Cornic, Maelle Marie (2017-04). Early Life Ecology of Tunas in the Gulf of Mexico. Doctoral Dissertation.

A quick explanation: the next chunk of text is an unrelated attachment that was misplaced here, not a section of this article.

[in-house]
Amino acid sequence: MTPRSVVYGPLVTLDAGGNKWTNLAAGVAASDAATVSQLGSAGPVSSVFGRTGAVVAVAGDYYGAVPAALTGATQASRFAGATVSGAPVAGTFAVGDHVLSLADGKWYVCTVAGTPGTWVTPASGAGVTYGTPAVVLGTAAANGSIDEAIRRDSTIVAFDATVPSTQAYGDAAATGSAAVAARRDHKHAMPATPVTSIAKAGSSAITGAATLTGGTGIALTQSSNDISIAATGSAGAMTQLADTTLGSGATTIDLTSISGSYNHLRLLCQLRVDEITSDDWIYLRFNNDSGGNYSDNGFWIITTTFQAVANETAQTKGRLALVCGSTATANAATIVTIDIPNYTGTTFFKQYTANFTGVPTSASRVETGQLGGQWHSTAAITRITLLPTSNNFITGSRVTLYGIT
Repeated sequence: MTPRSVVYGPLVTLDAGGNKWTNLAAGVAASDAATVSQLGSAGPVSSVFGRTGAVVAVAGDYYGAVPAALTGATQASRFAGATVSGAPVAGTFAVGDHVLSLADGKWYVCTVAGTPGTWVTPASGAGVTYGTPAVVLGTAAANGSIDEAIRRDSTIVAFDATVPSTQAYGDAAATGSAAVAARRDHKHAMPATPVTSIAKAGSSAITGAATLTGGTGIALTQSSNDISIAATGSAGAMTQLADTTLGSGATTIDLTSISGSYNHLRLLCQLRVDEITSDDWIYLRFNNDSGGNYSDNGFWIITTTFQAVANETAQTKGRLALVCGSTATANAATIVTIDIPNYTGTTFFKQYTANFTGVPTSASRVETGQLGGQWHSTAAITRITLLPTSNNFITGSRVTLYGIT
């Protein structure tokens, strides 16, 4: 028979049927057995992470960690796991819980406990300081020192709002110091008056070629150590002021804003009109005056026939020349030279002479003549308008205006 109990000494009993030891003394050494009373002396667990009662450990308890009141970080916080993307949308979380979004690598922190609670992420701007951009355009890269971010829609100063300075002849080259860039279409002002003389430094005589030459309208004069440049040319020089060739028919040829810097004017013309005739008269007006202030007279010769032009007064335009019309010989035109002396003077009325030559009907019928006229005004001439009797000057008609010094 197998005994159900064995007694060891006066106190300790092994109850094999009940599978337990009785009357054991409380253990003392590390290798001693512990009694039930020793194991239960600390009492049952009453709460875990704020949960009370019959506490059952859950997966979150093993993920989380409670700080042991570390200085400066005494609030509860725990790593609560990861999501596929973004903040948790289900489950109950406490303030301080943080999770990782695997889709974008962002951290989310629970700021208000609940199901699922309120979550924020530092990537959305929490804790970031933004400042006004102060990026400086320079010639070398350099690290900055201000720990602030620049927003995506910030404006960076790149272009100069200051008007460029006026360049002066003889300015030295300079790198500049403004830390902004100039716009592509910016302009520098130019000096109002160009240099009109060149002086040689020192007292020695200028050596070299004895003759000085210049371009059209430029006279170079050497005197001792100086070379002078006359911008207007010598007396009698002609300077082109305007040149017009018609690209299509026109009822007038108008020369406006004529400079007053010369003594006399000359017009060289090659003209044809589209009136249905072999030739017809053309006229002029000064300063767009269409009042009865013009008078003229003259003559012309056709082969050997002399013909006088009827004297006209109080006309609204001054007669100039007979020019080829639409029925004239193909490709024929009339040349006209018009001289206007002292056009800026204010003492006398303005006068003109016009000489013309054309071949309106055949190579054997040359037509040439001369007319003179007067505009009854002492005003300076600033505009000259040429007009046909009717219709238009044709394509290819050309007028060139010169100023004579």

Summer ichthyoplankton surveys were conducted in surface waters of the northern Gulf of Mexico from 2007 to 2010 to characterize distribution and abundance of tuna larvae. The assemblage of tuna larvae was comprised of four genera: Thunnus, Auxis, Euthynnus, and Katsuwonus. True tunas (genus Thunnus) were the most abundant, and four species were detected; Atlantic bluefin tuna (T. thynnus), yellowfin tuna (T. albacares), bigeye tuna (T. obesus), and blackfin tuna (T. atlanticus). Intra- and inter-annual variability in distribution and abundance of tuna larvae were observed with higher densities in 2008 and 2009 followed by a decline in abundance in 2010. Principal coordinate analysis (PCoA) and generalized additive models (GAM) based on presence/absence and density were developed to examine the impact of mesoscale features on distribution and abundance on true tuna larvae. Distribution and abundance of true tuna larvae in surface waters were influenced by physicochemical conditions of the water mass, notably sea surface temperature and salinity. Distinct species-specific habitat preferences, were observed and the location of mesoscale oceanographic features influenced larval abundance with higher densities of blackfin tuna, yellowfin tuna, and bigeye tuna associated with convergent zones near the margin of the Loop Current (LC) and other anticyclonic regions (warm core); bluefin tuna was observed in higher densities near cyclonic regions (cold core). Finally, habitat suitability maps were developed based on GAMs and environmental conditions to predict the spatial coverage of suitable habitat of blackfin tuna (2011 and 2015) and yellowfin tuna and bigeye tuna during the Deepwater Horizon oil spill (2010). Habitat suitability maps revealed that the amount of highly suitable habitat of blackfin tuna larvae varied between months (June 6%, July 51%); however, in both months larvae were distributed in similar locations along the continental slope and at the margin of the LC in the northern GoM. Similarly, the extent of highly suitable habitat for yellowfin tuna and bigeye tuna varied between June and July. A larger percentage of highly suitable habitat of bigeye tuna was exposed to surface oil (23-34%) compared to yellowfin tuna (4-26%), indicating that the oil spill might have impacted the two species differently.